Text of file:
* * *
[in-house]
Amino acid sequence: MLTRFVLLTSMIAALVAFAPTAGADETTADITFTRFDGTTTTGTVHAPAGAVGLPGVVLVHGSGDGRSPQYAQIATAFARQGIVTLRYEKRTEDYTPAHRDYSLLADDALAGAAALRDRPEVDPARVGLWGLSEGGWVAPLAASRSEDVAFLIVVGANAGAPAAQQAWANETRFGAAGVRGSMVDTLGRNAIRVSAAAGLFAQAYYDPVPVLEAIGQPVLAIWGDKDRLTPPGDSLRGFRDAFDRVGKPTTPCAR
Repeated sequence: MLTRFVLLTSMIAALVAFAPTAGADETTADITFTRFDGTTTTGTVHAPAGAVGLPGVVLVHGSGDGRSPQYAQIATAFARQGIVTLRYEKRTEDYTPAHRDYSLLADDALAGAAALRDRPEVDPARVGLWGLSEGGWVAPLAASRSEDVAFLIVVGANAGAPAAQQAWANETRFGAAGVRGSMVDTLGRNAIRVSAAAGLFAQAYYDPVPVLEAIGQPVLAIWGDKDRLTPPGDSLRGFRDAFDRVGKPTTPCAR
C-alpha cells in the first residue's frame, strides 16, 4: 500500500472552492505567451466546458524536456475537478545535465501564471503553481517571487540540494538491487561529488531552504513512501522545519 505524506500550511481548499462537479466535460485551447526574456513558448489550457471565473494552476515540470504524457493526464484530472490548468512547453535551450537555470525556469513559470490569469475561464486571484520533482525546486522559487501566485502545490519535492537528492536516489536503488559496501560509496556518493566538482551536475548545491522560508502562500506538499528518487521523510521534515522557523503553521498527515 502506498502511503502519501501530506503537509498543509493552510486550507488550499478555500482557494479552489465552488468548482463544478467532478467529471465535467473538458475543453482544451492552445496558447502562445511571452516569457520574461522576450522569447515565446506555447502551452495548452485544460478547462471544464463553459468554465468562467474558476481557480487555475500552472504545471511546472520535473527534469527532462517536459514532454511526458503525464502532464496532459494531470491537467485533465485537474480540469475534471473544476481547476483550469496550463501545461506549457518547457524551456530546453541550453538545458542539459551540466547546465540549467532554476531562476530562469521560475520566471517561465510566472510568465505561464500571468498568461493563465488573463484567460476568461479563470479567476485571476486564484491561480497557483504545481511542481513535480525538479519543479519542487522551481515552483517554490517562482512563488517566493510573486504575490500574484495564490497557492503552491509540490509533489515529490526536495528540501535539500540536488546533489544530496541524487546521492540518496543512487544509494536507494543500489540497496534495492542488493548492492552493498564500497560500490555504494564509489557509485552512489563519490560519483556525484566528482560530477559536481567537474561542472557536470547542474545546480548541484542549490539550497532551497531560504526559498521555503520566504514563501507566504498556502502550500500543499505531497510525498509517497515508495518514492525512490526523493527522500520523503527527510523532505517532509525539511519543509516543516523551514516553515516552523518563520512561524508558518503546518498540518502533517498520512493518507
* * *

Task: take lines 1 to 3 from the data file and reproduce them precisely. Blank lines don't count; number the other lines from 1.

[in-house]
Amino acid sequence: MLTRFVLLTSMIAALVAFAPTAGADETTADITFTRFDGTTTTGTVHAPAGAVGLPGVVLVHGSGDGRSPQYAQIATAFARQGIVTLRYEKRTEDYTPAHRDYSLLADDALAGAAALRDRPEVDPARVGLWGLSEGGWVAPLAASRSEDVAFLIVVGANAGAPAAQQAWANETRFGAAGVRGSMVDTLGRNAIRVSAAAGLFAQAYYDPVPVLEAIGQPVLAIWGDKDRLTPPGDSLRGFRDAFDRVGKPTTPCAR
Repeated sequence: MLTRFVLLTSMIAALVAFAPTAGADETTADITFTRFDGTTTTGTVHAPAGAVGLPGVVLVHGSGDGRSPQYAQIATAFARQGIVTLRYEKRTEDYTPAHRDYSLLADDALAGAAALRDRPEVDPARVGLWGLSEGGWVAPLAASRSEDVAFLIVVGANAGAPAAQQAWANETRFGAAGVRGSMVDTLGRNAIRVSAAAGLFAQAYYDPVPVLEAIGQPVLAIWGDKDRLTPPGDSLRGFRDAFDRVGKPTTPCAR